Jonathan Tam, an investor at Horizons Ventures, Cortical Labs’ backer, emphasizes the short-term and long-term potential of the biological computer. In the short term, this technology offers in-vitro solutions that can enhance the understanding of how drugs interact with neurons, paving the way for more effective treatments of neurological disorders. In the long term, synthetic neurons integrated into the biological computer could provide unprecedented insights into brain function, unraveling previously unsolvable mysteries and enabling new pathways for treating neurological conditions.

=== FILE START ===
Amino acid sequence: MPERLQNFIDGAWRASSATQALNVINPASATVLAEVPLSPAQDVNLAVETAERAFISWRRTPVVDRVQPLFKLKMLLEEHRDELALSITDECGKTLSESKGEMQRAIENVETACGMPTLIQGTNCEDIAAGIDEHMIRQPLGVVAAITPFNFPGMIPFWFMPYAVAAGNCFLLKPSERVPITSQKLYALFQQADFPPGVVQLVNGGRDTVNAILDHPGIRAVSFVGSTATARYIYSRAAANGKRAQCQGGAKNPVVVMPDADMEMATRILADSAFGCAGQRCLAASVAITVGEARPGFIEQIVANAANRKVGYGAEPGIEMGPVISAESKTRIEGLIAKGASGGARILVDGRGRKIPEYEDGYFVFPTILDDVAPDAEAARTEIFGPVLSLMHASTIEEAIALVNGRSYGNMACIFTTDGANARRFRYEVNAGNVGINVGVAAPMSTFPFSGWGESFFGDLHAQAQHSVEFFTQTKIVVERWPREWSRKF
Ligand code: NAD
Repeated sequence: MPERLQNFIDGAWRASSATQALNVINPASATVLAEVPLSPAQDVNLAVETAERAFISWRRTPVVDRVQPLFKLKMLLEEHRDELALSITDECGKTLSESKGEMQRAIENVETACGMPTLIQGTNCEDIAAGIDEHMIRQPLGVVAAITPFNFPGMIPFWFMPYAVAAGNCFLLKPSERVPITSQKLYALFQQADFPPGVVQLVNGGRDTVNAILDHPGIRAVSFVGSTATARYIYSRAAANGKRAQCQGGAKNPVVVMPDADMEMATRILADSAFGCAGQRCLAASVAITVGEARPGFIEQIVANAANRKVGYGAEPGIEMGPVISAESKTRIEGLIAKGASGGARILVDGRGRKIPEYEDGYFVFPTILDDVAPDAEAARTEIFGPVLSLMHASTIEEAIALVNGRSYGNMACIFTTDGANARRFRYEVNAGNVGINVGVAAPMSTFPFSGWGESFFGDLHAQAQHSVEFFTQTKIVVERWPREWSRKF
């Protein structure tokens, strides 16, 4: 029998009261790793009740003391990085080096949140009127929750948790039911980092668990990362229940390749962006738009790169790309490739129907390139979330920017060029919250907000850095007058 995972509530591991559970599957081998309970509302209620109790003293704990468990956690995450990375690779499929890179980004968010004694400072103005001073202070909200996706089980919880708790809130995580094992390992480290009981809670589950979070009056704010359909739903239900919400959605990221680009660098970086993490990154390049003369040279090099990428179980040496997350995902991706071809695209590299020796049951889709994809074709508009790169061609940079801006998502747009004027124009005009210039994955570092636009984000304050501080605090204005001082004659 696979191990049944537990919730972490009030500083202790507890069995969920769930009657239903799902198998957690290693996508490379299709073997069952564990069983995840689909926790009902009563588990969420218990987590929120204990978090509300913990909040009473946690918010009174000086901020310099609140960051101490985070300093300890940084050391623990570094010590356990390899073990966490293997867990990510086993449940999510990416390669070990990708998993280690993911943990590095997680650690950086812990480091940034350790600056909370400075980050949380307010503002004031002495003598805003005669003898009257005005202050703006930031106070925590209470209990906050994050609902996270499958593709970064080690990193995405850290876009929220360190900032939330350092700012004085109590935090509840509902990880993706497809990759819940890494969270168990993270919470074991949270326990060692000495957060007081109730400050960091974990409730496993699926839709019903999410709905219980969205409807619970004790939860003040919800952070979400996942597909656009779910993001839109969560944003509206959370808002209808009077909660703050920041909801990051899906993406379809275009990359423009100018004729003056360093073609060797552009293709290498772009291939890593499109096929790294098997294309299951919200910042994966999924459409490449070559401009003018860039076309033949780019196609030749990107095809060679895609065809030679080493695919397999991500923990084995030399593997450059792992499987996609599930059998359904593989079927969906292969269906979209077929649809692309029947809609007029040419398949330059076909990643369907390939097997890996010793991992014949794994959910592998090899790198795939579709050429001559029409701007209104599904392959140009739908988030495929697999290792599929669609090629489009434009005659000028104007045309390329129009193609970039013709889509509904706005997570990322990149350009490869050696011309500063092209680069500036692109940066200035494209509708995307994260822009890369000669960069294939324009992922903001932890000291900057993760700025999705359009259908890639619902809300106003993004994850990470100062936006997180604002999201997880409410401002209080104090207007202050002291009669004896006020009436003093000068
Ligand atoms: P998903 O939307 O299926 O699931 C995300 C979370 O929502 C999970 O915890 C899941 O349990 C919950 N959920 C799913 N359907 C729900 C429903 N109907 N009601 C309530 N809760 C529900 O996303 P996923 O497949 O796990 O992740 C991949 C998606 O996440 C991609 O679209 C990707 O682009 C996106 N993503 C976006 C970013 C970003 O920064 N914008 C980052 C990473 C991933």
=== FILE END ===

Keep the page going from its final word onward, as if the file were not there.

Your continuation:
Aside from advancing medical research, Cortical Labs’ biological computer also presents practical benefits in the realm of energy efficiency. Traditional AI training processes often require massive amounts of electricity to power cloud computing platforms and sustain the learning process. For instance, training GPT-3, the language model developed by OpenAI, consumed an astonishing 1.287 gigawatt-hours of electricity, equivalent to the annual consumption of approximately 120 U.S. homes. In contrast, the human brain operates on just about 20 watts, equivalent to the energy needed to power an LED light bulb.